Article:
By Jack J. Kelly
It is a similar style and technique that I use as a recruiter when approached by a company to be considered for a potential recruiting assignment. Here is what happens. A representative of a company will contact me, along with several other search firms, to determine if we meet their criteria to be selected as a recruiting vendor. If we are approved the company will engage us in a search on their behalf. The selection process usually involves a pleasant in-depth conversation, which is similar to an invasive medical examination.
Although the company states that they are actively speaking with other firms, I adopt the mindset and approach that they already chose me and I have the job order to work on. I know that this sounds conceited and obnoxious, but hear me out. I proceed with the conversation in a matter-of-fact manner, as if the decision has already been made in my favor. The tone I take, the questions I ask, all come from a place as if they have already selected my firm. The questions are phrased with the intention that I need more information to fine-tune our recruiting efforts, rather than weakly asking if I could have the assignment. For instance I might say “ So, we should look for someone with a law degree and five years of experience at an investment bank?” I’ll say, “This sounds like a very interesting job, I am excited to help you” and “This is great, we have a number of perfect candidates that I will call as soon as I’m off the call”. It usually works.
Also, in my mind, I know after doing this for twenty years, that my search firm would indeed do a great job for the company. We are honest, sincere, and know our market; and intuitively understand the job description and the company’s needs. We also have the largest database of appropriate and suitable candidates in our space of expertise. We treat people with courtesy, dignity, and respect. Since I honestly and truly believe this, why should they go elsewhere? The next recruiting firm may not offer the same drive, passion, ethics and commitment to excellence.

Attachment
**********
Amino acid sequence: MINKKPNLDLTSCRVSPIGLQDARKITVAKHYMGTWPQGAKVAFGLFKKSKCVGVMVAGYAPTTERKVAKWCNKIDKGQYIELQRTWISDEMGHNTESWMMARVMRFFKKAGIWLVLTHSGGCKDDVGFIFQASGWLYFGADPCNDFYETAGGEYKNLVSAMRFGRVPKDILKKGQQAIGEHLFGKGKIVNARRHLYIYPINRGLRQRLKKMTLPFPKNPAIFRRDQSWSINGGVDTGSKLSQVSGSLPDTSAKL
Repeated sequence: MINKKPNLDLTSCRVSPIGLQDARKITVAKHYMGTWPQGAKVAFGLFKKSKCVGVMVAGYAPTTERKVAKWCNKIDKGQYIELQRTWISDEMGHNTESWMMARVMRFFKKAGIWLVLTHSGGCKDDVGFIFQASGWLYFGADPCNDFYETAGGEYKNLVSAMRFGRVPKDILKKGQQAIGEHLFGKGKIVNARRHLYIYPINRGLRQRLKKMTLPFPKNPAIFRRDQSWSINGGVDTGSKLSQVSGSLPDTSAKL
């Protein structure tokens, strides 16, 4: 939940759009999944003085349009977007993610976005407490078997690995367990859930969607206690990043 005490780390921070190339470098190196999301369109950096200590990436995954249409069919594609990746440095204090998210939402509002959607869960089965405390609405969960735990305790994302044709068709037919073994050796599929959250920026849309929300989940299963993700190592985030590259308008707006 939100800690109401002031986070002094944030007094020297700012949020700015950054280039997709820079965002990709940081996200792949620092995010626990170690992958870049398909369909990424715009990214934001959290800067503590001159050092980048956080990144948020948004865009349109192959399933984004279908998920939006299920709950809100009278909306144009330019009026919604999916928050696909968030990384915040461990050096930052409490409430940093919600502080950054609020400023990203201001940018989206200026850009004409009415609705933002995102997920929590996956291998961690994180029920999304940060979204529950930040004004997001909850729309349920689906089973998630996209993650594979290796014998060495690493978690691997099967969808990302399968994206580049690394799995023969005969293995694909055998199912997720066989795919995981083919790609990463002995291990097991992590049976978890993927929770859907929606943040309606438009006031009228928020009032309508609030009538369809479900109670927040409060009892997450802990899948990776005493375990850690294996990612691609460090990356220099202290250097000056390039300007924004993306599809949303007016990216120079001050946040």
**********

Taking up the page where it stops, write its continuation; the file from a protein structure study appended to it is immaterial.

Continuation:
Ask you yourself:
- Can I do this job?
- Will I succeed in the role?
- Am I better than my peers?
- Would I work harder and put in more hours than anyone else?
- Do I have a nicer personality and get along with people better than most of my competitors?
- Will I appreciate the chance and work my tail off to show my thanks?
- Do I bring to the table a unique, on-target skill set that could help the hiring manager, starting day one on the job?
If the answers to these and other similar questions are yes, then why shouldn’t you assume the job is yours? You are the ideal candidate.
The approach is similar to the pop-culture references to “act as if “ or “always assume the close“. Act as if you got the job. Ask questions as if you were already selected. Start brainstorming what you should know about the company, and what you will do once you start. Be thoughtful , excited, and enthusiastic in your approach, as if you received the offer already, and are ready and eager to start working. Just make sure you don’t sound too obvious and presumptuous, as that tone will surely backfire on you. It has to come from the heart and be sincere. Don’t get too carried away and push your luck by asking when do you start or where would my office be.
I recognize that this approach may not work for most people but, if you are adventurous, it is worth a try.